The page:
SUPPOSE I should prove to you that you are deficient in what is most necessary and important to happiness, and that hitherto you have taken care of everything, rather than your duty ; and, to complete all, that you understand neither what God or man or good or evil means? That you are ignorant of all the rest, perhaps, you may bear to be told; but if I prove to you that you are ignorant even of yourself, how will you bear with me, and how will you have patience to stay and be convinced? Not at all. You will immediately be offended and go away. And yet what injury have I done you? unless a looking-glass injures a person not handsome, when it shows him to himself such as he is. Or unless a physician can be thought to affront his patient when he says to him, "Do you think, sir, that you ail nothing? You have a fever. Eat no meat to-day, and drink water." Nobody cries out here, "What an intolerable affront!" But if you say to anyone, Your desires are in a fermentation; your aversions are low; your intentions contradictory; your pursuits not conformable to nature; your opinions rash and mistaken; he presently goes away, and complains he is affronted.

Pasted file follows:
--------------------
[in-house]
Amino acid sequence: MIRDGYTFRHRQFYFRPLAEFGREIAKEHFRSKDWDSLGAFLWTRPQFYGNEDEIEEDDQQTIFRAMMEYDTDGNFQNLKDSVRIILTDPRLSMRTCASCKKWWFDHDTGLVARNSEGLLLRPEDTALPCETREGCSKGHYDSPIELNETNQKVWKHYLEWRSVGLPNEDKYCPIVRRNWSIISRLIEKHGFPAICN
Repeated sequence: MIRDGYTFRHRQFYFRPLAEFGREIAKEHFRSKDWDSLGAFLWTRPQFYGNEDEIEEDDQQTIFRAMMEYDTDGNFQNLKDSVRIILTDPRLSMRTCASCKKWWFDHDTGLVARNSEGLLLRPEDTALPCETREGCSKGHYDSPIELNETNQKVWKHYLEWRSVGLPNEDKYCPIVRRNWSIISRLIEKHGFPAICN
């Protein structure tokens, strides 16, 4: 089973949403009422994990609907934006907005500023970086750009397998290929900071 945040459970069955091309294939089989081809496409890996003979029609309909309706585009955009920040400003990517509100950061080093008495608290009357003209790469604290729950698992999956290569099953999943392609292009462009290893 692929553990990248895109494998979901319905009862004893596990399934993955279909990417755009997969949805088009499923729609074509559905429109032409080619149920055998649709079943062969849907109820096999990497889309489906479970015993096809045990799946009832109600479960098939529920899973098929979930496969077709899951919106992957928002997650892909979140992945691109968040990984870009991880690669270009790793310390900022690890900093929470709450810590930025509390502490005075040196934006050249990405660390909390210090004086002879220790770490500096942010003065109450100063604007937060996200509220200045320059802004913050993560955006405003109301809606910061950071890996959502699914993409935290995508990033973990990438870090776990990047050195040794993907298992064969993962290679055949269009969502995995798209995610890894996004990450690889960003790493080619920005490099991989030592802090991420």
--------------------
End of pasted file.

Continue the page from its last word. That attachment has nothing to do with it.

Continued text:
EPICTETUS. DISCOURSES. Book ii. §14. ¶3.